Avoid Broken Website Links by Eliminating Whitespace in GET Variables

When naming pages for a website, its best practice to avoid spaces. Well the same goes for the GET variables (and their values) passed via the URL. Website addresses will likely work with or without spaces. However, that doesn't mean they will be free from problems. Visitors may copy a website address into an e-mail message, for example, and those spaces prevent e-mail clients like Microsoft Outlook from converting the address into a clickable link. At least a clickable link that works.


I've been diligent about keeping spaces out of website file and folder names. The same thing goes for the GET variables themselves. But, for some reason, I didn't consider the effects of having spaces within the GET variable values while developing a website several years ago.

This particular website depends on GET variables since most of its content is pulled from a database. One variable, of course, had a value containing a space. As links were being shared more via e-mail, I started noticing the broken links. The entire link was pasted into the e-mail, but only a portion was clickable. Everything after the space wasn't included with the link.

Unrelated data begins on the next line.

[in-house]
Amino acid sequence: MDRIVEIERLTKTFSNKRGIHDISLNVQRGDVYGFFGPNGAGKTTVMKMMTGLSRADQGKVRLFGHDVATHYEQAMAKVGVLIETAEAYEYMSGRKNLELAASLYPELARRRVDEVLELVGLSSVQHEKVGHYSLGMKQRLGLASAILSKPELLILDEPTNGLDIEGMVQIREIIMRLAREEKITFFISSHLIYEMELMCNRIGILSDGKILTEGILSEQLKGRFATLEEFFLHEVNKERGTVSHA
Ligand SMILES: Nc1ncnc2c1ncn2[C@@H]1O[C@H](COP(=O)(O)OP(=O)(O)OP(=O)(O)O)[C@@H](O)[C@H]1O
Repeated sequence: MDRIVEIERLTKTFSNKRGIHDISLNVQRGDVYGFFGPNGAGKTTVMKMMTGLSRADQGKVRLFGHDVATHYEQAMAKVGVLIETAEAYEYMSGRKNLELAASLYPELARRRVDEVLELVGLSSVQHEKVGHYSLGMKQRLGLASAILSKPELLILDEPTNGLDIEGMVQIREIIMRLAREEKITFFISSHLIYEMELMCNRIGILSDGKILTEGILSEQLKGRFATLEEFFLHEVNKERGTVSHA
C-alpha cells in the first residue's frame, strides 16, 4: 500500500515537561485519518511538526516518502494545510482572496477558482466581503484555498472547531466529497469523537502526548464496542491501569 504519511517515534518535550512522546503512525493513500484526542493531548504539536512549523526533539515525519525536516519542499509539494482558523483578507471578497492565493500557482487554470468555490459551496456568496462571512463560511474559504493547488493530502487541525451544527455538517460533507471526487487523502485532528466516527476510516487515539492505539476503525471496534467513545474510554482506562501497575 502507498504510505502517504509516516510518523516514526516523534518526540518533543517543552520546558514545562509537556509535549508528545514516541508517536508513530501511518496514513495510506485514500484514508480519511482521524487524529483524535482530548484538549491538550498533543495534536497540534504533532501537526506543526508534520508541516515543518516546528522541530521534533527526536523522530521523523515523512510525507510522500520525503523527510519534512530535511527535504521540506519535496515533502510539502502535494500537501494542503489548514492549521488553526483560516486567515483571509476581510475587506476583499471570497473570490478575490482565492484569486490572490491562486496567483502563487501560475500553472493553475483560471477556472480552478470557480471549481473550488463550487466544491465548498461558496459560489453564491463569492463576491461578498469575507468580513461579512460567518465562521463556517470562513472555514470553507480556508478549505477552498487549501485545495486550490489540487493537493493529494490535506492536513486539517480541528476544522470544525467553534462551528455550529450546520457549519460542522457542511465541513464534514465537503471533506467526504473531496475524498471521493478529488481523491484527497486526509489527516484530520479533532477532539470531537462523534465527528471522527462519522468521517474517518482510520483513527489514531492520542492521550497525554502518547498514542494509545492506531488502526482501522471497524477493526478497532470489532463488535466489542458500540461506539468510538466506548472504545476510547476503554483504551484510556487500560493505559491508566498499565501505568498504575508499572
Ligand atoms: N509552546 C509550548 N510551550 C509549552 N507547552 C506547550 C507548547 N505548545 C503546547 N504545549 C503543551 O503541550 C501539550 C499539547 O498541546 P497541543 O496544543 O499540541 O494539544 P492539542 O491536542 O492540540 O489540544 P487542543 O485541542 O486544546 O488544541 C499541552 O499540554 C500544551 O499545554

The issue could have been fixed by removing the space, but I wasn't keen on breaking anyone's bookmarks or causing problems with indexes maintained by search engines like Google. Note that about 80% of the website depends on this particular GET variable. Luckily, there is another solution.


Instead of removing the spaces, we can encode them with PHP's urlencode() function.

$section         = 'Web Development';
$section_encoded = urlencode($section);

Note that the encoded value was saved to a separate variable since the unencoded value is still needed for other aspects of the page. For links, the encoded value is used.

<a href="mypage.php?section=<?php print $section_encoded; ?>">Test Link</a>

When clicking the link (or viewing the page's source code), the value for the GET variable should have a plus sign in place of the space.


Although it's probably better to pass GET variable information without the spaces, it may not always work that way. If spaces unavoidable, try the urlencode() function.

Note: there doesn't seem to be a need to decode the GET variable values once they're passed through the URL. If you notice any issues, you can use the urldecode() function.


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